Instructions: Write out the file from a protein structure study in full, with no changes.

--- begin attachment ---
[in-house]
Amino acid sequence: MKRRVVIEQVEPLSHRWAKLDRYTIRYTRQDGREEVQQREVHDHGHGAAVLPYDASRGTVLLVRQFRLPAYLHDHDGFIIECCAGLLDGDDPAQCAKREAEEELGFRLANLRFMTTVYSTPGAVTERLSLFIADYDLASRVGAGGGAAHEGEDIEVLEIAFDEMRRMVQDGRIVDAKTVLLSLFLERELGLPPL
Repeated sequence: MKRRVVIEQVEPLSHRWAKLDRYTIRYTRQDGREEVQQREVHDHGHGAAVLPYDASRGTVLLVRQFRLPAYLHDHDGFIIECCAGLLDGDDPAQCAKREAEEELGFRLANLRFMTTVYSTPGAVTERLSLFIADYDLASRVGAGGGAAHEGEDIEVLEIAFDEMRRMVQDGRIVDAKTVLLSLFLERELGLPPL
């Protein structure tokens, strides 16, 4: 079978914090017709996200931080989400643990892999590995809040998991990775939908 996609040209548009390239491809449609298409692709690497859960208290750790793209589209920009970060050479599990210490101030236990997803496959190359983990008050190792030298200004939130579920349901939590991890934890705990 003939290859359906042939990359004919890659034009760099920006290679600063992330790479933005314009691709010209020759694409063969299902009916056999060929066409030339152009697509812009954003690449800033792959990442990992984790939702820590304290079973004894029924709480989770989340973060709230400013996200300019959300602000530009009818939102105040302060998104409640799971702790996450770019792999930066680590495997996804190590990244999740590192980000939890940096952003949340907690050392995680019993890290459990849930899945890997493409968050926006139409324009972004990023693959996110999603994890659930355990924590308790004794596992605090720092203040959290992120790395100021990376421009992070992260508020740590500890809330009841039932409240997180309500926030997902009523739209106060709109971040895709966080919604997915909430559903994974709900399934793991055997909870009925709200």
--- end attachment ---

[in-house]
Amino acid sequence: MKRRVVIEQVEPLSHRWAKLDRYTIRYTRQDGREEVQQREVHDHGHGAAVLPYDASRGTVLLVRQFRLPAYLHDHDGFIIECCAGLLDGDDPAQCAKREAEEELGFRLANLRFMTTVYSTPGAVTERLSLFIADYDLASRVGAGGGAAHEGEDIEVLEIAFDEMRRMVQDGRIVDAKTVLLSLFLERELGLPPL
Repeated sequence: MKRRVVIEQVEPLSHRWAKLDRYTIRYTRQDGREEVQQREVHDHGHGAAVLPYDASRGTVLLVRQFRLPAYLHDHDGFIIECCAGLLDGDDPAQCAKREAEEELGFRLANLRFMTTVYSTPGAVTERLSLFIADYDLASRVGAGGGAAHEGEDIEVLEIAFDEMRRMVQDGRIVDAKTVLLSLFLERELGLPPL
């Protein structure tokens, strides 16, 4: 079978914090017709996200931080989400643990892999590995809040998991990775939908 996609040209548009390239491809449609298409692709690497859960208290750790793209589209920009970060050479599990210490101030236990997803496959190359983990008050190792030298200004939130579920349901939590991890934890705990 003939290859359906042939990359004919890659034009760099920006290679600063992330790479933005314009691709010209020759694409063969299902009916056999060929066409030339152009697509812009954003690449800033792959990442990992984790939702820590304290079973004894029924709480989770989340973060709230400013996200300019959300602000530009009818939102105040302060998104409640799971702790996450770019792999930066680590495997996804190590990244999740590192980000939890940096952003949340907690050392995680019993890290459990849930899945890997493409968050926006139409324009972004990023693959996110999603994890659930355990924590308790004794596992605090720092203040959290992120790395100021990376421009992070992260508020740590500890809330009841039932409240997180309500926030997902009523739209106060709109971040895709966080919604997915909430559903994974709900399934793991055997909870009925709200």